According to Cullen, the overblown skirt that for the most part dominates, and that was upheld by this Royal Family member from the 1930s onwards in particular, was achieved post-crinoline by sewing as many layers of net into a waistline as it could accommodate. It is favoured both for its princessy connotations and because "it is a chance for a designer to make a statement – it's a blank canvas [a very large blank canvas] upon which they can showcase their expertise," she says.
There is an unashamed nostalgia to the look. "That romantic tendency is very British," Cullen argues, "and it's somehow different to the sophistication of Paris designs." It's true that there is an innocence to more traditional pieces such as these that harks back to a time when young debutantes came out for "the season" in the hope of meeting suitable husbands and were presented at court in strapless white puffs of dresses and the requisite long evening gloves (also white) should anyone think too much flesh was exposed.
Dame Vivienne Westwood's riposte to such a studiously virginal wardrobe is more wanton and no less wonderful for that. Her "debutante" dress dated 1994 has a signature corset proudly on display and a shredded hem as if our heroine has struggled over hill and dale battling against the elements to meet her beau.
In fact, Westwood's sensibility and wit clearly paves the way for many of the designs on the mezzanine floor – or for the duration of this show, "the ballroom" – that date from 2005 to the present and showcase the modern ballgown which, following in the footsteps of the grande dame of British fashion, upholds many of the requirements of formal dress all while subverting them.
Giles Deacon's pleated silk "carwash" dress (2007) rubs shoulders with a body-conscious floor-length gown constructed out of loops of silver leather by Gareth Pugh especially for the show. Then there's Atsuko Kudo's fetishistic latex snakeskin-print dress to consider; a feathered design made by Sarah Burton for Alexander McQueen and worn by Daphne Guinness to the 2011 Costume Institute Ball; a Stella McCartney gown with a bifurcated skirt sported by Annette Bening to the Golden Globes and the Jacques Azagury ensemble chosen by Helen Mirren when she picked up the Oscar for Best Actress for her performance in The Queen.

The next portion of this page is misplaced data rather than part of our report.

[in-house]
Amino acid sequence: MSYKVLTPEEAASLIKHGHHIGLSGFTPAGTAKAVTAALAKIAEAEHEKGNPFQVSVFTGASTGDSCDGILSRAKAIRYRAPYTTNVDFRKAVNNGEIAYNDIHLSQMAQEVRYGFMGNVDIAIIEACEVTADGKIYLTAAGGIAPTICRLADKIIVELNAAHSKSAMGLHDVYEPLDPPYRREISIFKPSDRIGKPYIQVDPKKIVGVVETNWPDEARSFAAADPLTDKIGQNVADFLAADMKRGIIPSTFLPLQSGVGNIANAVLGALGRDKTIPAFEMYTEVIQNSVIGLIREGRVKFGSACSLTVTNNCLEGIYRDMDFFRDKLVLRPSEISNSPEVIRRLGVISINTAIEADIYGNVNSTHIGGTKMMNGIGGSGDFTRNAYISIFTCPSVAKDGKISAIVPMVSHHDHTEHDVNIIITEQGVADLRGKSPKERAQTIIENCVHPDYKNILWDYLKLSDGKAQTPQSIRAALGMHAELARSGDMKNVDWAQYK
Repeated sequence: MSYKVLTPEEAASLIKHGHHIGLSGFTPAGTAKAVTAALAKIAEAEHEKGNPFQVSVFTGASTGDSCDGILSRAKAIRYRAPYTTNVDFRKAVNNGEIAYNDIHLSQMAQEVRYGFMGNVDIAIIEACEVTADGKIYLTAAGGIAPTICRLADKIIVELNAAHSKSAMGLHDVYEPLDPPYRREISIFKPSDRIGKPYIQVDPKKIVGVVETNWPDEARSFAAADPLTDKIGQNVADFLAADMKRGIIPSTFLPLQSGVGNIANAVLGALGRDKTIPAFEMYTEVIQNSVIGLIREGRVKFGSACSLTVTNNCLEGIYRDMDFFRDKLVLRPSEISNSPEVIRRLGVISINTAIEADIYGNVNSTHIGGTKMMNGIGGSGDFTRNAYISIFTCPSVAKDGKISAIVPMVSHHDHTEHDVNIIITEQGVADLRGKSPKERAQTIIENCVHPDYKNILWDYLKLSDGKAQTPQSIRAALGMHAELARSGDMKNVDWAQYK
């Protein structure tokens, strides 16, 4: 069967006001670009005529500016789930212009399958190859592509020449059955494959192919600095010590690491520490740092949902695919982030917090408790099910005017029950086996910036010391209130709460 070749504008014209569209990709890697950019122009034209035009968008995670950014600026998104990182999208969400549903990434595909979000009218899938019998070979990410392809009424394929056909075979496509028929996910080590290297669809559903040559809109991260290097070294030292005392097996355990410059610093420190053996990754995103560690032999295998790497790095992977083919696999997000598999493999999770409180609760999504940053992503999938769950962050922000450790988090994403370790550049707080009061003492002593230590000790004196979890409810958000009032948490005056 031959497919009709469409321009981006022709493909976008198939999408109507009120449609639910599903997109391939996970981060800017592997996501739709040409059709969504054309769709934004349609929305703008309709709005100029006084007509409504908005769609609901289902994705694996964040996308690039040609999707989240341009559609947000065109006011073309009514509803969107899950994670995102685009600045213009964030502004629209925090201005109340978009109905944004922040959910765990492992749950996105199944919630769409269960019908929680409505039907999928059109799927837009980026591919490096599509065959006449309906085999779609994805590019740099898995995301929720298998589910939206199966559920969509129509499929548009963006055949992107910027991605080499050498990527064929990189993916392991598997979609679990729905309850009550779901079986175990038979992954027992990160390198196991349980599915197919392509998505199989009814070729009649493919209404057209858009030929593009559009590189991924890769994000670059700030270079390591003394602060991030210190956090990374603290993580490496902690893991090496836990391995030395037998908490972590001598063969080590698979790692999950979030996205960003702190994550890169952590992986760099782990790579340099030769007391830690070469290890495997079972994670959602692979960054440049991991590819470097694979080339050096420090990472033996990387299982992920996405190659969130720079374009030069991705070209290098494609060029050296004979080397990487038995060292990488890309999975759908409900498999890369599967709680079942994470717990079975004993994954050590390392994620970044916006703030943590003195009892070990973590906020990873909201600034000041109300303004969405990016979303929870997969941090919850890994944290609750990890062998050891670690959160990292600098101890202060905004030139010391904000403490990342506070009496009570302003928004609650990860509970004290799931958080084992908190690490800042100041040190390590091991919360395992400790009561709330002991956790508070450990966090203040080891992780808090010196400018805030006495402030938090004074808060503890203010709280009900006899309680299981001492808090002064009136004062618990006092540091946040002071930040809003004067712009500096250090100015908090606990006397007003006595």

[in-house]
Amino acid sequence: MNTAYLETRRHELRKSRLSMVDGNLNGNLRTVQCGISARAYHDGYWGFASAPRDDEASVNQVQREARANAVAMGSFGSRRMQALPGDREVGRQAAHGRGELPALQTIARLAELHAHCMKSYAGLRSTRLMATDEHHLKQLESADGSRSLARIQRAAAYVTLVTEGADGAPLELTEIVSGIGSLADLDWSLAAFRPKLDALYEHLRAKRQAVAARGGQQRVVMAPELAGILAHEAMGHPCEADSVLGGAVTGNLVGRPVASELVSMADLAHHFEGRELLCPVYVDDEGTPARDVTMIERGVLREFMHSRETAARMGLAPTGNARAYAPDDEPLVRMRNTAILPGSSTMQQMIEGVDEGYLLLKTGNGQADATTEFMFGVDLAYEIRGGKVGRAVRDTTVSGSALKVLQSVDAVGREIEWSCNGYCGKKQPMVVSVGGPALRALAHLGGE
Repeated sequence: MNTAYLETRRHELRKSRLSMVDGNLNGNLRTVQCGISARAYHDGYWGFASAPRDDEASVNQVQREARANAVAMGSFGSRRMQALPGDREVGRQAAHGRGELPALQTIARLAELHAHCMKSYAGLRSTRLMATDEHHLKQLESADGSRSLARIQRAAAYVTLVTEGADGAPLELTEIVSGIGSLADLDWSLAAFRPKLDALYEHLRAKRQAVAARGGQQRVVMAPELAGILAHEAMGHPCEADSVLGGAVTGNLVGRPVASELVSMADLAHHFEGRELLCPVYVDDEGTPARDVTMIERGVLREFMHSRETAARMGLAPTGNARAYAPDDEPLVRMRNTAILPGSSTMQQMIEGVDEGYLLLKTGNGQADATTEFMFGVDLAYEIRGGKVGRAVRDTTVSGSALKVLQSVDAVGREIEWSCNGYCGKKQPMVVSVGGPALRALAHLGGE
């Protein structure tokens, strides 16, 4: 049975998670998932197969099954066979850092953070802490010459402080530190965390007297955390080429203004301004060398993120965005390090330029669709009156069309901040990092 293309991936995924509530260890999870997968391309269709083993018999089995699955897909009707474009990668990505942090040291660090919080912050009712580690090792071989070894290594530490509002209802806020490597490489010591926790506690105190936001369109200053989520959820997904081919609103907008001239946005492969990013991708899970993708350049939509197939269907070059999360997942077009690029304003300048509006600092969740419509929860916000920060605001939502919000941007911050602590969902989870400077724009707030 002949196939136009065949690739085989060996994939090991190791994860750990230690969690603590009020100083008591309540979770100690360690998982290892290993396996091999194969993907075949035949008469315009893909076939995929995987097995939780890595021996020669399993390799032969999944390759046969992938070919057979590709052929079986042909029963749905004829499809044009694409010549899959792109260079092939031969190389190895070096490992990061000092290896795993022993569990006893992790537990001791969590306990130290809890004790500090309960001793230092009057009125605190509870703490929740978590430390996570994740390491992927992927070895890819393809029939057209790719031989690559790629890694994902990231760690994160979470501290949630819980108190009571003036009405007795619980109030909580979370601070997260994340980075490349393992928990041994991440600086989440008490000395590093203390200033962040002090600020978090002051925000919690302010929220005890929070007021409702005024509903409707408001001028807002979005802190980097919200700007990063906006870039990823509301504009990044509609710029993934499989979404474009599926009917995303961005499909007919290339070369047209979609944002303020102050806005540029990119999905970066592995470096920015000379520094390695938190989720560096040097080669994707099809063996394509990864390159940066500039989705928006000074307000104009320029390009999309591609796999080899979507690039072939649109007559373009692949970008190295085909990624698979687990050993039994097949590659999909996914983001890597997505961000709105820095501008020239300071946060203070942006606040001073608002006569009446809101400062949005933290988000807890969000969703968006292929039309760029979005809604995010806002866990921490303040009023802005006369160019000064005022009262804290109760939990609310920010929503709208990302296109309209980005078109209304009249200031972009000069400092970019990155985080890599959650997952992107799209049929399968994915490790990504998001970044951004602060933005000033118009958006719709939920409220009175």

Despite including the odd red-carpet moment, this is less amplified exhibition than many of the recent international fashion blockbusters. That is not least because the latter are largely paid for by the fashion behemoths whose work they celebrate, somewhat lessening their impact in terms of academic value. Ballgowns is sponsored by Coutts and it is positively frugal by comparison. The effect is refreshing in its lack of bombast, whether that is intentional or not, and also apposite. Because if there is a single unifying factor to the show it may be found in a sense that the majority of the gowns on display here have their own stories and were worn and loved by the people for whom they were made. And that, it almost goes without saying, is a million miles away from the here today/gone tomorrow spirit that contemporary fashion all too often represents even at it is and all the more charming for that.
"That's another facet of the British ballgown," Cullen agrees. "These things were worn and worn."
Ballgowns: British Glamour Since 1950, Victoria & Albert Museum, May 19 to January 2013; vam.ac.uk
'Ballgowns: British Glamour Since 1950', edited by Oriole Cullen and Sonnet Stanfill, £20 V&A Publishing, is out now